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Knowing the best fruits and veggies to grow is important for every beginner prepper. After SHTF, food resources will become more and more scarce as survivors use up any remaining food they have stored or scavenged.
SHTF Dad’s View on Gardening for Homesteading
As a dad, one of my biggest fears is to not be able to provide for my children when SHTF or when things go wrong. I’m not sure if I have a green thumb, but knowing what I can easily grow and help sustain my family with makes me feel safer.
Gardening has clear health benefits, not to mention that your knowledge will be very valuable when money ceases to be of value.
Gardening books that will help you grow the best fruits and veggies
You can learn gardening by trial and error. But why struggle when you can learn from others, by just reading a book? Here are 3 beginner gardening books to get you started.
See how to use baking soda in the garden for better crops.
The Best Fruits and Veggies to Grow for Homesteading Beginners
David’s Garden Seeds Zucchini Black Beauty SL149QU (Green) 50 Heirloom Seeds Perhaps the best no-fail vegetable to grow for homesteading beginners is the zucchini. Known to be very low maintenance as well as very prolific to a fault, zucchini grows in almost all types of soil and all climates. This makes it a great post SHTF crop.
Don’t let your zucchini grow to big. Freeze the excess for later for soups, breads, and sauces.
Zucchini can be grown in pots and rooftop gardens. Try growing zucchini vertically no matter if you live (in the city or the country), as extra prepping training for yourself. After all, your goal is to get the most production in the smallest plot of land.
If you live in a cooler climate, growing kale is one of the easiest. Besides being extra nutrient dense, kale is good as a crop plant because it is resistant to cold, heat and bugs. That makes it better than spinach and lettuce as a smart choice for homesteading and prepping.
Kale Tip: cut the top leaves off of your kale plants to facilitate growth and keep the leaves tender. This also helps produce more kale (by weight) from the same amount of space compared to kale which is just allowed to grow as it wants.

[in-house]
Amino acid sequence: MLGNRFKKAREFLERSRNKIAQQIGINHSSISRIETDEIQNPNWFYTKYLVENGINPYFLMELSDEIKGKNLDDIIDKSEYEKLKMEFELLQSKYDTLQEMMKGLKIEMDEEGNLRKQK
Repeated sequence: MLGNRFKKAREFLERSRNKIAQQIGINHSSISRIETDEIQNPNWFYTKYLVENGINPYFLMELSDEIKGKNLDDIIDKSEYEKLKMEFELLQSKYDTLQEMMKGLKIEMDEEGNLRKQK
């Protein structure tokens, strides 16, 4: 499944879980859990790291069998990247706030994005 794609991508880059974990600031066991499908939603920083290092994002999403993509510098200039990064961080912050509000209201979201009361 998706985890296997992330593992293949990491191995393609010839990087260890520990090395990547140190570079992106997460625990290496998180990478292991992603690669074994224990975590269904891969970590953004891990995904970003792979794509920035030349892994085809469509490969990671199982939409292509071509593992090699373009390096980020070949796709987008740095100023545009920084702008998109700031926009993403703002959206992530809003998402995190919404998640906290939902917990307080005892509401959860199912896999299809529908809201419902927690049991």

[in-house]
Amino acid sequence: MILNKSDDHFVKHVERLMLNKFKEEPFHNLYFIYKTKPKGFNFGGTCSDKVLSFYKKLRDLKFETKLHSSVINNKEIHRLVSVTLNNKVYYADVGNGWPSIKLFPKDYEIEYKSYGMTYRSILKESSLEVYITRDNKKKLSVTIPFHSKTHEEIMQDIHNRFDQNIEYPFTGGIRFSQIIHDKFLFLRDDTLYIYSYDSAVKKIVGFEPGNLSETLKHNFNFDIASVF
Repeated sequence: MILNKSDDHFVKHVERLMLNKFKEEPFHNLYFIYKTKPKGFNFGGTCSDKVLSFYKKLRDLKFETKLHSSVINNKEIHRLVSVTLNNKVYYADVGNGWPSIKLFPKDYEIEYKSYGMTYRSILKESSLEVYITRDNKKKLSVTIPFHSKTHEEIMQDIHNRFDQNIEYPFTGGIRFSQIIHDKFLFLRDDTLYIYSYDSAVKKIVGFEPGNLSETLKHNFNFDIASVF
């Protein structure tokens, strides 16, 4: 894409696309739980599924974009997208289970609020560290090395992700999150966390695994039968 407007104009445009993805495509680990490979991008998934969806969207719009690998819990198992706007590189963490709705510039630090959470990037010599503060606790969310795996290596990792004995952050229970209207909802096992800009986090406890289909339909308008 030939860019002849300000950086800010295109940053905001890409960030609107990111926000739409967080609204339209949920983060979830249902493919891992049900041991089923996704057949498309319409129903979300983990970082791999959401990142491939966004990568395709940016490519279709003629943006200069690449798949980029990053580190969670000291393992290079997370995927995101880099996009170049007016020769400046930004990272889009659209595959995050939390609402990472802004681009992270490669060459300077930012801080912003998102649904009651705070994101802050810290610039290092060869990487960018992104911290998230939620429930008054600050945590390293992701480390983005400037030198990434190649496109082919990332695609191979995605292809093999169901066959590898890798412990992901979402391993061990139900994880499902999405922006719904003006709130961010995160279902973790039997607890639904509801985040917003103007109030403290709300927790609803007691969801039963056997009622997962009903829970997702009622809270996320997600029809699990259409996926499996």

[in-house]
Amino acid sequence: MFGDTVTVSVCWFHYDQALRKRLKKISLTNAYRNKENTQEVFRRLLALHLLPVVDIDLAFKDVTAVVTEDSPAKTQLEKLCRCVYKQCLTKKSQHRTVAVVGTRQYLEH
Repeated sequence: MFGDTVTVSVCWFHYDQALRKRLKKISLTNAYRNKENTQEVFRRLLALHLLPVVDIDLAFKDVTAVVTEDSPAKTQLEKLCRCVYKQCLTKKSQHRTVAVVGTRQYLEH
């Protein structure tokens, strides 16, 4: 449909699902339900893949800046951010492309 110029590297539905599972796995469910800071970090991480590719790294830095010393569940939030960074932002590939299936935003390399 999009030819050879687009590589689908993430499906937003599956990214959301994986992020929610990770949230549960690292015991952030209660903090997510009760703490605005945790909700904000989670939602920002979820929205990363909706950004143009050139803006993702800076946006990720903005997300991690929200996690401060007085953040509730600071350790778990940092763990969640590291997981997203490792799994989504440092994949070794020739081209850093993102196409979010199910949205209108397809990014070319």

Seeds of Change S21052 Certified Organic Artichoke Imperial Star Growing artichokes is a great way to save money and have some good eats. Artichokes grow in almost all climates and can survive in areas with really cold weather. They are easy to grow and you can reuse the same plot to plant them year after year.
Artichoke Tip: Artichokes are some of the most expensive vegetables. Plant some and try to sell for extra money. Use the extra dough to get more homesteading supplies or to plant more artichokes!
Heirloom Tomato Seeds Assortment – Eight Organic and Non-GMO Varieties: Brandywine, Cherokee Purple, Black Krim, Green Zebra, Amish Paste, Moskvich, Yellow Brandywine, Matt’s Wild Cherry Tomatoes are technically a fruit, even though we use it as a vegetable. Some like to argue that to death. But regardless of what they actually are, we can all agree that tomatoes are very versatile and delicious!
With so many varieties to choose from, you’ll be amazed at how rewarding planting tomatoes can be.
- grape tomatoes are great for salads
- Roma tomatoes hold well to cooking and are usually used to make flavorful sauces
- heirloom tomatoes are meaty, juicy and delicious! They come in many great colors and tastes, from sweet to tangy.
- dozens of other varieties with their own flavor profile and soil and climate compatibility.
Tomato Tip: tomatoes will keep growing till late into the season. Use the green tomatoes at the end of the season for pickling and making sauces.
So easy to grow and multiply, and so delicious! Plant these along a fence, and enjoy lots of yummy berries. Make sure to save dome for winter. You can add them to your cereal, in smoothies, and make desserts that the whole family will love.
These fruits and veggies are not the only ones great for homesteading beginners and preppers. Depending on climate, soil condition and other factors, other fruits and veggies like squash, Brussels sprouts, sweet potatoes (you can eat the leaves!) and leafy greens would be smart choices too.
Now, That we know how to grow the best fruits and veggies, we need to make making sure the kids won’t be picky eaters. Teach them to enjoy what you harvest from the garden, by involving them in the growing process. Otherwise, all these preparations would be in vain.
What fruits and veggies do YOU find it easy to grow? Don’t be shy! Share some gardening tips and tricks as well as some local fruits and veggies that grow best in your area.
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